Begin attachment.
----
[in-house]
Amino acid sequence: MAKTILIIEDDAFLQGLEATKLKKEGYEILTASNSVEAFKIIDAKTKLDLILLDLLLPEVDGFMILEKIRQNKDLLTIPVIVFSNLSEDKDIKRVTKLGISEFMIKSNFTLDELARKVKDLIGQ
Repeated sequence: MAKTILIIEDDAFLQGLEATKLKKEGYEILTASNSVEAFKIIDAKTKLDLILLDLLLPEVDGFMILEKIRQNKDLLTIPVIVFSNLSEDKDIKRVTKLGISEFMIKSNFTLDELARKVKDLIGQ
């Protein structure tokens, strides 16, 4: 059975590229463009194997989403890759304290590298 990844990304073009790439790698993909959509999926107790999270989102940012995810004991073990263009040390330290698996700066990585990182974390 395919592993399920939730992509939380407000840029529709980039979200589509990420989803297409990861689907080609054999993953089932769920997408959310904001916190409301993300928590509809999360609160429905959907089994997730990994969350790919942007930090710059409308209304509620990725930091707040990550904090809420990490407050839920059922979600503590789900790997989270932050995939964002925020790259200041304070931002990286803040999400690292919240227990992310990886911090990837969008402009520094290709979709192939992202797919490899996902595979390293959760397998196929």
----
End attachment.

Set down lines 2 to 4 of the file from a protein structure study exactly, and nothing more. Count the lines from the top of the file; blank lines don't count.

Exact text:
Amino acid sequence: MAKTILIIEDDAFLQGLEATKLKKEGYEILTASNSVEAFKIIDAKTKLDLILLDLLLPEVDGFMILEKIRQNKDLLTIPVIVFSNLSEDKDIKRVTKLGISEFMIKSNFTLDELARKVKDLIGQ
Repeated sequence: MAKTILIIEDDAFLQGLEATKLKKEGYEILTASNSVEAFKIIDAKTKLDLILLDLLLPEVDGFMILEKIRQNKDLLTIPVIVFSNLSEDKDIKRVTKLGISEFMIKSNFTLDELARKVKDLIGQ
């Protein structure tokens, strides 16, 4: 059975590229463009194997989403890759304290590298 990844990304073009790439790698993909959509999926107790999270989102940012995810004991073990263009040390330290698996700066990585990182974390 395919592993399920939730992509939380407000840029529709980039979200589509990420989803297409990861689907080609054999993953089932769920997408959310904001916190409301993300928590509809999360609160429905959907089994997730990994969350790919942007930090710059409308209304509620990725930091707040990550904090809420990490407050839920059922979600503590789900790997989270932050995939964002925020790259200041304070931002990286803040999400690292919240227990992310990886911090990837969008402009520094290709979709192939992202797919490899996902595979390293959760397998196929």